In some jurisdictions a Will may be revoked by writing on, or dealing with the Will either by the testator or by some one else at the direction of the testator in his or her presence. In order for the Will to be revoked in this manner a Court must be satisfied that the intention of this act was to revoke the will.

Lost Wills

Where a Will is lost it is presumed that as it was last seen in the custody of the testator it has been revoked by her. In an earlier post regarding Brett Whiteley and the Kitchen Will this presumption may be rebutted by evidence suggesting the testator could or would not have revoked the will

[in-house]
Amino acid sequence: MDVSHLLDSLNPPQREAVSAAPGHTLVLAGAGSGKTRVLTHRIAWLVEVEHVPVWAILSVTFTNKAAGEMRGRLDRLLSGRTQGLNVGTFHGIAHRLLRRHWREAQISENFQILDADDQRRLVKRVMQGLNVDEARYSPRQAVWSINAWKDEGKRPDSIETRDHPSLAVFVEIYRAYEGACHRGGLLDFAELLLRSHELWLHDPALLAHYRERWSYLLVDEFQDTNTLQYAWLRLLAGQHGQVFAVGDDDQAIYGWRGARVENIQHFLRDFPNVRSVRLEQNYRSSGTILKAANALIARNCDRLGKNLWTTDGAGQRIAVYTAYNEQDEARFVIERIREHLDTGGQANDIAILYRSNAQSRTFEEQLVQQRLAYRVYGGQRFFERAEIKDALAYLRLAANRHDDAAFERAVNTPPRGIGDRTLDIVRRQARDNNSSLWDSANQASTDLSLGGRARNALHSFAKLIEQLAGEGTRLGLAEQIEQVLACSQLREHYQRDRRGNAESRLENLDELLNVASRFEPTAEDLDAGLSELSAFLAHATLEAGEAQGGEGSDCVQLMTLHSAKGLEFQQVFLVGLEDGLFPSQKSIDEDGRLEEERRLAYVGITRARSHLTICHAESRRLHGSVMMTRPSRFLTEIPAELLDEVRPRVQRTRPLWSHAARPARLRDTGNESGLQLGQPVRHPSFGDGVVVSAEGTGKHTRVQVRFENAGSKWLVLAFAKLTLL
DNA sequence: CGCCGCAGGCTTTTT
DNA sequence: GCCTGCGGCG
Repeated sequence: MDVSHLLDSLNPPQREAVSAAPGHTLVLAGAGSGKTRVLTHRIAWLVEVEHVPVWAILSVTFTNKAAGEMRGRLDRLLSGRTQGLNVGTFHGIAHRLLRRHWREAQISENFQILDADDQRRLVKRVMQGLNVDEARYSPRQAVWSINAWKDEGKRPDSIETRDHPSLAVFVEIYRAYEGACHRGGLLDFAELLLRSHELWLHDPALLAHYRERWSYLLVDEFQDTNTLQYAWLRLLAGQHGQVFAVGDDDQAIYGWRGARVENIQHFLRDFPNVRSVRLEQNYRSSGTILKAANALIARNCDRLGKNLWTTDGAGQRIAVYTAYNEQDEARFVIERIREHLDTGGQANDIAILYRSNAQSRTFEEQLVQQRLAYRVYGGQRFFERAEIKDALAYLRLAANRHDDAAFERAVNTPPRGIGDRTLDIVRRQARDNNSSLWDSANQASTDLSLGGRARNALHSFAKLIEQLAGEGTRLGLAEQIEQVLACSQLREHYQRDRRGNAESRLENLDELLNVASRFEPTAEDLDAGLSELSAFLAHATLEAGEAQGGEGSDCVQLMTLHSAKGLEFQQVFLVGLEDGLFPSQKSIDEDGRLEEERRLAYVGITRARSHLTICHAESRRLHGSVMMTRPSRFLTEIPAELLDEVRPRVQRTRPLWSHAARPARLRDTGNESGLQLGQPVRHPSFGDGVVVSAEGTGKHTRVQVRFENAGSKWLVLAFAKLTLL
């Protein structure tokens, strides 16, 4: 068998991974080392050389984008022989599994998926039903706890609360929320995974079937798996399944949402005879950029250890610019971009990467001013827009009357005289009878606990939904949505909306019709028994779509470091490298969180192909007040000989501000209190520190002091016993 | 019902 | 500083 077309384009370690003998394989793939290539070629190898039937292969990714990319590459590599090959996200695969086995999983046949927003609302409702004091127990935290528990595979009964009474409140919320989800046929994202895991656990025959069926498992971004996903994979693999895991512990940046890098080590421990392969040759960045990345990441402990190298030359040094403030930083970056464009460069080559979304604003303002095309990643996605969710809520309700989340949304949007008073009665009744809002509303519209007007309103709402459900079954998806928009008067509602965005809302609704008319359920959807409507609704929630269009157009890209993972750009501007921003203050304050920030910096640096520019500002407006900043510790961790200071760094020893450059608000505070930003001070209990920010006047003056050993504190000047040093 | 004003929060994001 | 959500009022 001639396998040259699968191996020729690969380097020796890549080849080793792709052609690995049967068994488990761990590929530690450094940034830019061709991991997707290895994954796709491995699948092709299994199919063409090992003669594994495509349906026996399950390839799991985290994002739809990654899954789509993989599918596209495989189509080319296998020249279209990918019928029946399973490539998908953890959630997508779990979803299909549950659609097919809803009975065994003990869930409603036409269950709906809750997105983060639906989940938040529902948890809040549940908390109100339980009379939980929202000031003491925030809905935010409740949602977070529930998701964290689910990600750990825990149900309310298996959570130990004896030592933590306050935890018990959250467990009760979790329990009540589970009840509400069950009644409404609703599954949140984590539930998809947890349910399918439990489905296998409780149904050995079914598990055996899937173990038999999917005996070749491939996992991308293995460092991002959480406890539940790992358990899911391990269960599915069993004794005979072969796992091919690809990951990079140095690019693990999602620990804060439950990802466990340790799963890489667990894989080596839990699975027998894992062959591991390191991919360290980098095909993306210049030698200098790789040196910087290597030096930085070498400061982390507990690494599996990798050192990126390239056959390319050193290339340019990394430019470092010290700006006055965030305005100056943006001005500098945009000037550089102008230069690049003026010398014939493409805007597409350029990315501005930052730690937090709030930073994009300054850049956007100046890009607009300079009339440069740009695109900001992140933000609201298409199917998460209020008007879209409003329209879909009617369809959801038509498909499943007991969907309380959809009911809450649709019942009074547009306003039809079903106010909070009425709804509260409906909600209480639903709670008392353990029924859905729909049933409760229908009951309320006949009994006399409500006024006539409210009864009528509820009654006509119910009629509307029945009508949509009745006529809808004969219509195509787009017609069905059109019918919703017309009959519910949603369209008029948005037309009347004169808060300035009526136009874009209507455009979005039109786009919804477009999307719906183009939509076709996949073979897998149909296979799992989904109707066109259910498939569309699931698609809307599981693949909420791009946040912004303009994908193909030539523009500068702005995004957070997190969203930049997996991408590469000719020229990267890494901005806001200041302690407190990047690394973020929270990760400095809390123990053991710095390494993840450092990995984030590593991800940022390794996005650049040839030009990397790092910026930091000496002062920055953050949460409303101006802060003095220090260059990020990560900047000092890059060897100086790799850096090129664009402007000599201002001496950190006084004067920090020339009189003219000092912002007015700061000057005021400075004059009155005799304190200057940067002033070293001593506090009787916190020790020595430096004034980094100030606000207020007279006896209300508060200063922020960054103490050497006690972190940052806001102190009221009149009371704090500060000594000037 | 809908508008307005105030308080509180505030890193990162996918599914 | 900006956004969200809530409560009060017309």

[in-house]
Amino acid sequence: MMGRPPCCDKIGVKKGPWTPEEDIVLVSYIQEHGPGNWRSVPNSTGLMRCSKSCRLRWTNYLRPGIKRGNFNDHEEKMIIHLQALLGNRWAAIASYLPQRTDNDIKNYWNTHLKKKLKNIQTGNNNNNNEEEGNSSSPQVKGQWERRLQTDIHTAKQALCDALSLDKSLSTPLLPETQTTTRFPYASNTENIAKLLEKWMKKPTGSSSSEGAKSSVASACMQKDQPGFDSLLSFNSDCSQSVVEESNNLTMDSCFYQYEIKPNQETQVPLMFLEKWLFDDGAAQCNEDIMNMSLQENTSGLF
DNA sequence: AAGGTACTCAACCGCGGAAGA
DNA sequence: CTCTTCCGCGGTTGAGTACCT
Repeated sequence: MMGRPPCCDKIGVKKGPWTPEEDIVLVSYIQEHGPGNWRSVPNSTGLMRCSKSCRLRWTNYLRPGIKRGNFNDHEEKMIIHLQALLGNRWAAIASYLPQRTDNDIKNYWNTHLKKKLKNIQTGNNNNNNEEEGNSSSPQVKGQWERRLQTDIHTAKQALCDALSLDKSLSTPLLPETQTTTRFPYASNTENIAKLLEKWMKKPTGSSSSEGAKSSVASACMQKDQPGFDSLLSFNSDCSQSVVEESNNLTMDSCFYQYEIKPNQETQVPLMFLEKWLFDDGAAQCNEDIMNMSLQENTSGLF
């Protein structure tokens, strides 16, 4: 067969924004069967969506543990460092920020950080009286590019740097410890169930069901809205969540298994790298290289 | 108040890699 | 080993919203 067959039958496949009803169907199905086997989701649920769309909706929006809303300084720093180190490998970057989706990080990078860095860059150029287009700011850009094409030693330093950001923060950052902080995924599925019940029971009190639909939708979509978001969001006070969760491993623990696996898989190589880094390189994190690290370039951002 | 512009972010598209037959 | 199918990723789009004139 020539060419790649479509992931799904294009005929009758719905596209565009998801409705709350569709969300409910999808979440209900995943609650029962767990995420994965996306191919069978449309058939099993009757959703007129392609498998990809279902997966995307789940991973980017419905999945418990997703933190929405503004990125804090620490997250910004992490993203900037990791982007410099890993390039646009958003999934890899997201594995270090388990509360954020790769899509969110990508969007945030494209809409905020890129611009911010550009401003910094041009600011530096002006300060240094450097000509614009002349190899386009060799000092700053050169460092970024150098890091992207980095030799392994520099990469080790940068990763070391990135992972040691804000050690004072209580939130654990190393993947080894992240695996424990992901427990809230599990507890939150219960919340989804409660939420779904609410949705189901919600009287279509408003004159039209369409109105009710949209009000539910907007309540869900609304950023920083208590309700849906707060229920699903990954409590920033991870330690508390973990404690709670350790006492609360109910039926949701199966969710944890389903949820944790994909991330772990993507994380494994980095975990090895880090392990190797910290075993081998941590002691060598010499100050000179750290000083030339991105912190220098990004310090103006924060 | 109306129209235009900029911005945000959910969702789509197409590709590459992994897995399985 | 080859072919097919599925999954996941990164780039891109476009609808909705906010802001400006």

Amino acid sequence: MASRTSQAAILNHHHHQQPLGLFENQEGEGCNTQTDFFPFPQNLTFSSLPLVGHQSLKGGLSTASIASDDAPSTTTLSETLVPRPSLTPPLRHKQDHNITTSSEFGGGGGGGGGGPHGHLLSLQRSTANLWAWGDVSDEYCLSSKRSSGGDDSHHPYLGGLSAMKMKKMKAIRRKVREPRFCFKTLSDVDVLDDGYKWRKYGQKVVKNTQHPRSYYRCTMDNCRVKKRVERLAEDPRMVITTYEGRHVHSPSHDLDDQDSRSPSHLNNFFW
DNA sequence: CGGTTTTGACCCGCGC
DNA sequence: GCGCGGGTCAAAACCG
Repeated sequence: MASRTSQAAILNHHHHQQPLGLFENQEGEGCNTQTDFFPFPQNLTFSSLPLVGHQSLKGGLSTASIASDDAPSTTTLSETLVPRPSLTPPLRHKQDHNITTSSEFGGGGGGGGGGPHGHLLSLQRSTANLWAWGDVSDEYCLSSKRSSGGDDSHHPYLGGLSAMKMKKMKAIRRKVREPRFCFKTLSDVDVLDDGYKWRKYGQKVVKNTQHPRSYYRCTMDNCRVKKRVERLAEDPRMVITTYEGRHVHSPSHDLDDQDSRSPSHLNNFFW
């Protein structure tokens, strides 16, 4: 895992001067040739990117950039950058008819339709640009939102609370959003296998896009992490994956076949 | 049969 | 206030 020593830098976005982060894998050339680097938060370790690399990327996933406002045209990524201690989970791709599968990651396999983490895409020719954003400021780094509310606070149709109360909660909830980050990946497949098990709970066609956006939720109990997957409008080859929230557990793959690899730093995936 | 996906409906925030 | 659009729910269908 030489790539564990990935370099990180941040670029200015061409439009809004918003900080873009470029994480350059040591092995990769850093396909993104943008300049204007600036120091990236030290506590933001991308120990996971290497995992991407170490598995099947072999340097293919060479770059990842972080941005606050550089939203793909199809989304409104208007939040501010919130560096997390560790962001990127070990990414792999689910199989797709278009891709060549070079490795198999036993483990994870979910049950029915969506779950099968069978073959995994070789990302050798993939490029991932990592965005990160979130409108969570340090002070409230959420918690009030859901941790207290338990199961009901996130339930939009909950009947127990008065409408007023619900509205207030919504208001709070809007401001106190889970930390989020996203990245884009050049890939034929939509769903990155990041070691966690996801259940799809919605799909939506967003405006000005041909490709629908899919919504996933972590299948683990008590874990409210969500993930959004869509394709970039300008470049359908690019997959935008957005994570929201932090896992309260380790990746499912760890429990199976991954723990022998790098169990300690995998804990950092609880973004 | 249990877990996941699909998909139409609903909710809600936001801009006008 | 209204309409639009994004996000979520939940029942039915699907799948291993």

Mistake or Conditional Revocation

In proving that the testator intended to revoke a Will there could be either a revocation by Mistake for example where the testator destroys a Will thinking that it has already been revoked – which fails because there was no intention to revoke the Will; or a Conditional revocation where the testator revokes a Will on the basis of a condition that does not occur – for example if a Will was to be revoked on the remarriage of the testators daughter – where this does not occur the Will is not revoked.